From camera upgrades to subtle design adjustments, most iPhone rumors follow a fairly standard pattern. But sometimes we see something really surprising – and this latest leak falls completely into that category.
Yep, we’re looking at another released Apple archive. This time, it looks like the company is working on an iPhone that borrows one of the most controversial (and most memed) design features from one of our best graphic design computers.
According to archives, discovered by Patently Apple, a future iPhone can draw design inspiration from the current Mac Pro – a machine whose aesthetics are often compared to a cheese grater. Illustrations reveal an iPhone with the grid design around the edges, and Apple suggests that the design can be extended to other devices such as the Apple Watch.
Apple claims the design to be a solution to the problem of heat management. “Recent advances in electronic devices have enabled high levels of performance,” the company says, but most current form factors are unable to “efficiently distribute or repel heat generated by the electronic device to the environment.”
Apple also suggests that the design can improve the overall strength of the device without adding weight – resulting in “a relatively light, yet extremely strong and rigid electronic device”. (Sounds like shaking.)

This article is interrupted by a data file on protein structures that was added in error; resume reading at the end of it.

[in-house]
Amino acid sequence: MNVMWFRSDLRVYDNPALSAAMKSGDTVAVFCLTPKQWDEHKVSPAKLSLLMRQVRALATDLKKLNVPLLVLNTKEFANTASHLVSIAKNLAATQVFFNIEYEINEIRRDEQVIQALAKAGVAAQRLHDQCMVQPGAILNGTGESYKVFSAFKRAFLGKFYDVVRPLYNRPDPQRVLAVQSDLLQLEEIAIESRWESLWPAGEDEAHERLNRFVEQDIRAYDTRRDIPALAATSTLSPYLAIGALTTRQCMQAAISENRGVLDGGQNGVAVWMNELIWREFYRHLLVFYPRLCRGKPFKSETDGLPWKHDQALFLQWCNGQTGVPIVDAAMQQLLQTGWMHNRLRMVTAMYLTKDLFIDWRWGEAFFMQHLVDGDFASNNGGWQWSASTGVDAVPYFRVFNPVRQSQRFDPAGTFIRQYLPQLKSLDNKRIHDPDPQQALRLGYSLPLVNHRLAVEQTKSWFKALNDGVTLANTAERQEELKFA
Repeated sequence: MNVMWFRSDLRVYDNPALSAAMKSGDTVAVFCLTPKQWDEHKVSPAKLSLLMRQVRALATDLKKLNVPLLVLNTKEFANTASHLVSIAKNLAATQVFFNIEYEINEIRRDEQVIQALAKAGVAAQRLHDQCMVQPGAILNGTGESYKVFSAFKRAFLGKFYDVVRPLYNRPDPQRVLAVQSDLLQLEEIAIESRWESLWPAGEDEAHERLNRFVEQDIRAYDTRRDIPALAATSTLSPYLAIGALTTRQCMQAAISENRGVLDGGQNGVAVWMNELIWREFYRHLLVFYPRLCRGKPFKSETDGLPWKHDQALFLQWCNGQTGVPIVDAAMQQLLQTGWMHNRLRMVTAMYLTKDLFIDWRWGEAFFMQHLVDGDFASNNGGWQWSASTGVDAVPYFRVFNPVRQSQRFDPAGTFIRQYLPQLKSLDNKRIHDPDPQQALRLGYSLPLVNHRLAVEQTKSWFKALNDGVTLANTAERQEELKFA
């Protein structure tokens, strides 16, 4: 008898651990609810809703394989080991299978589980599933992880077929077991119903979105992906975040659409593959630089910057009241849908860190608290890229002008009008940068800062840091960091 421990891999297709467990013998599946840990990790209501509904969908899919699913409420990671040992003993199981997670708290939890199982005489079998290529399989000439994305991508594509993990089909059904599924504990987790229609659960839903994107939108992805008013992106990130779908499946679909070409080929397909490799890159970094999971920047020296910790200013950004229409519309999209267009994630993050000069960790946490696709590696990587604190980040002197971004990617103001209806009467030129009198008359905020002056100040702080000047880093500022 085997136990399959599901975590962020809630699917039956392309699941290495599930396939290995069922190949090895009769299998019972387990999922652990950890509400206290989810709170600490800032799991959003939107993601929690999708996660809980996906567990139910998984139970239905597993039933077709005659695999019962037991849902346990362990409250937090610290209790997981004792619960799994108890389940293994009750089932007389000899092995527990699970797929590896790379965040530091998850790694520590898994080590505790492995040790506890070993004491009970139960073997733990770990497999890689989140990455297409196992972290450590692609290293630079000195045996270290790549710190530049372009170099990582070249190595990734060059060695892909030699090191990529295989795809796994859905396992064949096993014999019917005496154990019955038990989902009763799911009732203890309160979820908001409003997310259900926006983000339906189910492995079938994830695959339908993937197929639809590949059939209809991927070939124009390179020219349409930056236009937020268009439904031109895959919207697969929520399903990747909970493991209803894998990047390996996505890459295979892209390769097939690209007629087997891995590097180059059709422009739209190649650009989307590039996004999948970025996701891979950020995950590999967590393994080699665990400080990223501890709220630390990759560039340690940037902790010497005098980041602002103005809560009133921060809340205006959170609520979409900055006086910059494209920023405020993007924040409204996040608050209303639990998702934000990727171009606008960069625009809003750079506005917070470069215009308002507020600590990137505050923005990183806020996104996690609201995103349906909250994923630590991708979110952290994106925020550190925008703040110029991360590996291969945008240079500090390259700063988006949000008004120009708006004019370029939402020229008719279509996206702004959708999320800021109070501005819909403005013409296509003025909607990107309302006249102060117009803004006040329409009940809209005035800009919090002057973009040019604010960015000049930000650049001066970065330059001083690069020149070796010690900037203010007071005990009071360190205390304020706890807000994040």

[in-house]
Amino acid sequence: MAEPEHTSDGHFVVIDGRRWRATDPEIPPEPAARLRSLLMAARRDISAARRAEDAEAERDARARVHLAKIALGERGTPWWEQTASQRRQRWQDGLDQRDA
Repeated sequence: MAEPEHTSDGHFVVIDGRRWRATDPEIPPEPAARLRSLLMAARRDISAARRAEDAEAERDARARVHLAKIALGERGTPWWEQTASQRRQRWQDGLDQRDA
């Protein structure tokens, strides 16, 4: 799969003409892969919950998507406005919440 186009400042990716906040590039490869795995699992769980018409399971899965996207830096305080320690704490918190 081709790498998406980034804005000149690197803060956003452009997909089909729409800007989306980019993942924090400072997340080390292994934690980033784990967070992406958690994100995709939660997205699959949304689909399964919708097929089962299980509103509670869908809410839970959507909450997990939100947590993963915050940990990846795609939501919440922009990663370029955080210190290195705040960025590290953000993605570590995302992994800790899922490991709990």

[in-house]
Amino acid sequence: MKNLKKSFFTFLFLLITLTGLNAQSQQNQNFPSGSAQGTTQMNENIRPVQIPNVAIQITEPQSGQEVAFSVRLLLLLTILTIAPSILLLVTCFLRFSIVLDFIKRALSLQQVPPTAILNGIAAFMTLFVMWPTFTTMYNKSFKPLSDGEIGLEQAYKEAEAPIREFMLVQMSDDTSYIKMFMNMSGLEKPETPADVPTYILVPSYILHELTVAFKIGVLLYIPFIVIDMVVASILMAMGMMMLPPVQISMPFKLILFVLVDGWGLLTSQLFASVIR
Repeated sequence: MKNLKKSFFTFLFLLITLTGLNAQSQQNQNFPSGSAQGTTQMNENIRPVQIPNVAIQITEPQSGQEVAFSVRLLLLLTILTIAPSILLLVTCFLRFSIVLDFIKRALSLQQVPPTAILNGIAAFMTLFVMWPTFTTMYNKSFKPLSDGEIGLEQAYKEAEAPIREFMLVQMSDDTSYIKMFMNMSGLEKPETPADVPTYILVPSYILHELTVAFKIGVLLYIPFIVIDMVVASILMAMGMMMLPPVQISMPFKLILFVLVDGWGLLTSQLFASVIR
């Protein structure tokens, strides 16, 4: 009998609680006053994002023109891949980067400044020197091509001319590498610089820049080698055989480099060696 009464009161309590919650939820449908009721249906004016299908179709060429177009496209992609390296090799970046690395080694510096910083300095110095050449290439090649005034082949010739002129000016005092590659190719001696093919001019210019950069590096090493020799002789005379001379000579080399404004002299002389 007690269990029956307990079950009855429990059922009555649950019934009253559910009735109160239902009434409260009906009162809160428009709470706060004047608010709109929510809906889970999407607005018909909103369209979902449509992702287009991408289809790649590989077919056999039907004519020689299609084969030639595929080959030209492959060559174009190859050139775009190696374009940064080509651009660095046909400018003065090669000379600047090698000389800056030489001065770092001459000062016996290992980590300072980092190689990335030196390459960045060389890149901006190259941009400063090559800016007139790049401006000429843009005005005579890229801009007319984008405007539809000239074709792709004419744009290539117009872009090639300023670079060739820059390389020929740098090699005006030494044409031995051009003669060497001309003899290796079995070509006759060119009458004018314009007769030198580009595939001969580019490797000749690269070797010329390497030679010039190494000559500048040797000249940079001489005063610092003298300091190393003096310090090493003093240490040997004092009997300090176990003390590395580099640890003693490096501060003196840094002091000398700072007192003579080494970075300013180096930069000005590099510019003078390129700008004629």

Honestly? When we first saw this, we thought it was an April Fools. An iPhone with a Mac Pro-inspired design sounds downright ridiculous – both products exist at opposite ends of Apple’s product range, with the latter aimed at power users with a a lot of cash to burn. What now? An iPhone with $ 699 wheels? Also, an iPhone with hundreds of small holes sounds like an absolute nightmare to clean.
Of course, this is just a patent. Apple is probably just exploring the idea – and if it is ever fulfilled, it may look completely different from the illustrations in the archive. We absolutely doubt that the iPhone 13 will have the ostriver. That said, judging by the iPhone 13 leaks we’ve seen so far, there could certainly be some design surprises in store this year.